NASA picks Boeing for composite cryogenic propellant tank tests

  • 30-Sep-2011 09:41 EDT
575497main_CryoFacility_Concept_full.jpg

NASA is studying the possibility of using a cryogenic propellant storage facility such as the one shown to store rocket propellant in space to refuel spacecraft.

NASA has selected the Boeing Co. for the Composite Cryotank Technologies Demonstration effort. Under the contract, Boeing will design, manufacture, and test two lightweight composite cryogenic propellant tanks. The demonstration effort will use advanced composite materials to develop new technologies that could be applied to multiple future NASA missions, including human space exploration beyond low Earth orbit. Boeing will receive approximately $24 million over the project life cycle from NASA's Space Technology Program for the work that started in September. The tanks will be manufactured at a Boeing facility in Seattle. Testing will start in late 2013 at NASA's Marshall Space Flight Center in Huntsville, AL. The goal of this particular technology demonstration effort is to achieve a 30% weight savings and a 25% cost savings from traditional metallic tanks. The tanks incorporate design features and new manufacturing processes applicable to designs up to 10 m in diameter. Tanks could be used on future heavy-lift vehicles, in-space propellant depots, and other Earth-departure exploration architectures.

Share
HTML for Linking to Page
Page URL
Grade
Rate It
0.00 Avg. Rating

Read More Articles On

2017-01-03
NRL scientists have demonstrated metallic spin filtering at room temperature using ferromagnet-graphene-ferromagnet thin film junction devices.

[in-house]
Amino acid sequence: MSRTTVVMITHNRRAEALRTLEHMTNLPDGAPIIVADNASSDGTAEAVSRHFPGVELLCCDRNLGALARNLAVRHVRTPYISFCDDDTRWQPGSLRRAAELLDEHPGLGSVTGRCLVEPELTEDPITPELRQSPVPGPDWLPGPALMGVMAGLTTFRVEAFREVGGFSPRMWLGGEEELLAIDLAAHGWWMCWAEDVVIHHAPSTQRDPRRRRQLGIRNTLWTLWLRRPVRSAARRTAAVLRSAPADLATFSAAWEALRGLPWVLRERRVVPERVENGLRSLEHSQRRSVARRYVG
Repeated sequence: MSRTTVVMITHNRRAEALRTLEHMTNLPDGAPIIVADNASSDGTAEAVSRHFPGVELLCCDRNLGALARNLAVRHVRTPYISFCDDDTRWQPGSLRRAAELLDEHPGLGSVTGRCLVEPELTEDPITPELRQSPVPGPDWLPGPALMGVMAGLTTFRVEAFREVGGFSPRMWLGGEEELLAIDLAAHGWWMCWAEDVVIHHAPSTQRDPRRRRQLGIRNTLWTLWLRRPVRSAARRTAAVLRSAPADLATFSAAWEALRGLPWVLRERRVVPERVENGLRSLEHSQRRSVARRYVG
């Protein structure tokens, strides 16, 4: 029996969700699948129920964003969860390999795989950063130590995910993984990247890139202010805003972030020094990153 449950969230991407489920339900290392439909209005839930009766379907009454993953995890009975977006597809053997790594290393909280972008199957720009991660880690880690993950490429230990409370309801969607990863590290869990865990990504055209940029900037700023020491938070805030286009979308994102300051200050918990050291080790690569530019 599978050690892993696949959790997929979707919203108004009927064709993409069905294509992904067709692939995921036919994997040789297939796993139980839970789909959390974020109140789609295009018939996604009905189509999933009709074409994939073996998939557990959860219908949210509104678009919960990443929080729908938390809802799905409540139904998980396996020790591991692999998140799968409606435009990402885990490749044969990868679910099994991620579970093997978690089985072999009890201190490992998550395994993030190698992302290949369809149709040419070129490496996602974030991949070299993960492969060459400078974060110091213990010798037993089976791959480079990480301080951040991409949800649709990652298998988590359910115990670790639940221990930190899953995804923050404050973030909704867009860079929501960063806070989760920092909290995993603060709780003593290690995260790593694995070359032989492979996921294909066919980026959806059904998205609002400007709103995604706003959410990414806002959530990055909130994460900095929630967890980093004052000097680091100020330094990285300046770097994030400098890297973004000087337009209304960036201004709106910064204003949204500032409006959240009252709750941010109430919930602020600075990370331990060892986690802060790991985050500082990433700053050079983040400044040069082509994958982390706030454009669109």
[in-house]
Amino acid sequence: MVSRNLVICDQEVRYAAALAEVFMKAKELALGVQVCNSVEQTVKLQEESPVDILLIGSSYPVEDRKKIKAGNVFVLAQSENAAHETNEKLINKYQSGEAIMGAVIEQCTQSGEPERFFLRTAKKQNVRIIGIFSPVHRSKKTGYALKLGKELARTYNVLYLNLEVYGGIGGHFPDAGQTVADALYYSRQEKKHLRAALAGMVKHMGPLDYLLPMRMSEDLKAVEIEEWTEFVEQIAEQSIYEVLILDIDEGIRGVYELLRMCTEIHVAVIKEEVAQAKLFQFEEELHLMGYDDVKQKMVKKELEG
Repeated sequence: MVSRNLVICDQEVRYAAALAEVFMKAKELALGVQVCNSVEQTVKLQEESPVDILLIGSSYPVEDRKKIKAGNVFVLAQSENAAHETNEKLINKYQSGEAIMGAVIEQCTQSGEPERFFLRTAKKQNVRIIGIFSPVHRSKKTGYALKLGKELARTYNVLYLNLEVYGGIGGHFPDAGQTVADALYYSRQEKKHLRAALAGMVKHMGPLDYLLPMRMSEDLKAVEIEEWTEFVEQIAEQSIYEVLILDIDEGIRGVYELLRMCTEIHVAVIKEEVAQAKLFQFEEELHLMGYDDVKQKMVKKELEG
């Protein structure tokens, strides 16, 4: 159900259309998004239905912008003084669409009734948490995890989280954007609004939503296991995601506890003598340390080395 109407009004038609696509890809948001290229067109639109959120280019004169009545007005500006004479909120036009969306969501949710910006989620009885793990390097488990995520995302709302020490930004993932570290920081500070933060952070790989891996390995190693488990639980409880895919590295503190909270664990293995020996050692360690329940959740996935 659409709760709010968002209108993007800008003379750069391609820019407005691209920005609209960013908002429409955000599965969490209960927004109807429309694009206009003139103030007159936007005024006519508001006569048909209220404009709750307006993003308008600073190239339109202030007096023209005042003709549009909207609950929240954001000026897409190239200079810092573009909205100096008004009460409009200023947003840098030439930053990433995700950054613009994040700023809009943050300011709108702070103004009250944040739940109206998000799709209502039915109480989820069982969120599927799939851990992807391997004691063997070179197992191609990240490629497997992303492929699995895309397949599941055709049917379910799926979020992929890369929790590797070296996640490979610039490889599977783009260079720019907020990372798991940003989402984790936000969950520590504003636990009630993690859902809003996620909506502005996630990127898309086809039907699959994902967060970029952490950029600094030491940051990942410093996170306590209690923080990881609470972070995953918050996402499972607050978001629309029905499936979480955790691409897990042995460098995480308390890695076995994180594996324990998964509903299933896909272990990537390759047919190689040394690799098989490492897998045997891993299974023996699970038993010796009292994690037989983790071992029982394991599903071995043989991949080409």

2016-12-20
Industrial aluminum slabs are typically produced by blending small amounts of copper or manganese in a reservoir of molten aluminum that is rapidly cooled, a process known as direct-chill casting. Variations in the way these elements solidify can yield uneven results that weaken the final product.
2017-06-27
Recently NASA researchers were officially cleared to begin formal feasibility studies on advanced Unmanned Aircraft System (UAS) concepts under NASA’s Convergent Aeronautics Solutions (CAS) project. The investigations, three in total, are expected to take between 24 and 30 months to complete.
2017-07-02
On June 28, 2017, days ahead of the July 2017 U.S. Air Force light attack aircraft experiment, the Senate Armed Services Committee passed a preliminary vote for a proposed annual defense budget that included $1.2 billion for “a fleet of Light Attack/Observation aircraft.”

Related Items

Technical Paper / Journal Article
2011-04-12
Training / Education
2013-02-20
Technical Paper / Journal Article
2004-07-19
Technical Paper / Journal Article
2004-07-19
Book
2008-07-01